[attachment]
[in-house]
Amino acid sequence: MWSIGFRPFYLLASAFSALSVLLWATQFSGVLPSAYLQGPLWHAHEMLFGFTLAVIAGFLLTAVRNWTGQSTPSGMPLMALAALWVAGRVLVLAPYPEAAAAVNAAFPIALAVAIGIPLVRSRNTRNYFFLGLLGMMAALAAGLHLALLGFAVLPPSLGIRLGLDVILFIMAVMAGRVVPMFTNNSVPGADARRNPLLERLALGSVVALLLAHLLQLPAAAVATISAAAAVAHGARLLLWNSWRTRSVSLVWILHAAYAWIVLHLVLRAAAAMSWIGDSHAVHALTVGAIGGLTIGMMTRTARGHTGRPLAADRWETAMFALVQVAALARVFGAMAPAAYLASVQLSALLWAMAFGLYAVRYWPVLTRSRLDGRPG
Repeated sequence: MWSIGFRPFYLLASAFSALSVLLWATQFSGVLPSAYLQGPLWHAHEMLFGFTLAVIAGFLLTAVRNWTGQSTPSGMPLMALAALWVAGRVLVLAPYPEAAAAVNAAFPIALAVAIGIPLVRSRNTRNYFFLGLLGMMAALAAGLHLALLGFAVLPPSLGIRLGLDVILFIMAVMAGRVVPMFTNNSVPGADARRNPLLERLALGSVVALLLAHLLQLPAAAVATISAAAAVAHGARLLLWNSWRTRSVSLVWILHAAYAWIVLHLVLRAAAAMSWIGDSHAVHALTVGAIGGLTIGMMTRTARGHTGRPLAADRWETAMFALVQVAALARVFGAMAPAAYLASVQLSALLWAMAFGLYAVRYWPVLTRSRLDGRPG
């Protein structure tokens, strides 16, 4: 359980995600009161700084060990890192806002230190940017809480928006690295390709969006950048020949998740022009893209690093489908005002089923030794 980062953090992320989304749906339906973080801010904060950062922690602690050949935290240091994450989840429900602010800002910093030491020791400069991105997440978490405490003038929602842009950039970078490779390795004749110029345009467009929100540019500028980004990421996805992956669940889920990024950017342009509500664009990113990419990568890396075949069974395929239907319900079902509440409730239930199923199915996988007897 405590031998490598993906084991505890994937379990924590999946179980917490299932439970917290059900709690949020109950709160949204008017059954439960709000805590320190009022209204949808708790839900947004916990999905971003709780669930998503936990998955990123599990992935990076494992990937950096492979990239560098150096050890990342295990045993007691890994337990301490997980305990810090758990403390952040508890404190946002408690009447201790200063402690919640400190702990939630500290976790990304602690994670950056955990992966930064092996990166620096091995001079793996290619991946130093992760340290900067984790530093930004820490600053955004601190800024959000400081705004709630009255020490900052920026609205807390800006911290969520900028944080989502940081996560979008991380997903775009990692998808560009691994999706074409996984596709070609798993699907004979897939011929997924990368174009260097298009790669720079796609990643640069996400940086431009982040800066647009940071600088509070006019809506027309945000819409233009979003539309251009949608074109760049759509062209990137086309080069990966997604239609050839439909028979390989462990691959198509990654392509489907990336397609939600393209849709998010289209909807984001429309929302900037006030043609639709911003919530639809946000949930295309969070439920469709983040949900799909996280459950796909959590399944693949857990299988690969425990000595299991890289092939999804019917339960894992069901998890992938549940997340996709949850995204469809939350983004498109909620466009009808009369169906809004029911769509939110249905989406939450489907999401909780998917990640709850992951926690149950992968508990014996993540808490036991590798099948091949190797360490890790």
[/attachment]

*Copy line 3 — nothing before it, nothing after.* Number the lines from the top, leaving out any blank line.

Repeated sequence: MWSIGFRPFYLLASAFSALSVLLWATQFSGVLPSAYLQGPLWHAHEMLFGFTLAVIAGFLLTAVRNWTGQSTPSGMPLMALAALWVAGRVLVLAPYPEAAAAVNAAFPIALAVAIGIPLVRSRNTRNYFFLGLLGMMAALAAGLHLALLGFAVLPPSLGIRLGLDVILFIMAVMAGRVVPMFTNNSVPGADARRNPLLERLALGSVVALLLAHLLQLPAAAVATISAAAAVAHGARLLLWNSWRTRSVSLVWILHAAYAWIVLHLVLRAAAAMSWIGDSHAVHALTVGAIGGLTIGMMTRTARGHTGRPLAADRWETAMFALVQVAALARVFGAMAPAAYLASVQLSALLWAMAFGLYAVRYWPVLTRSRLDGRPG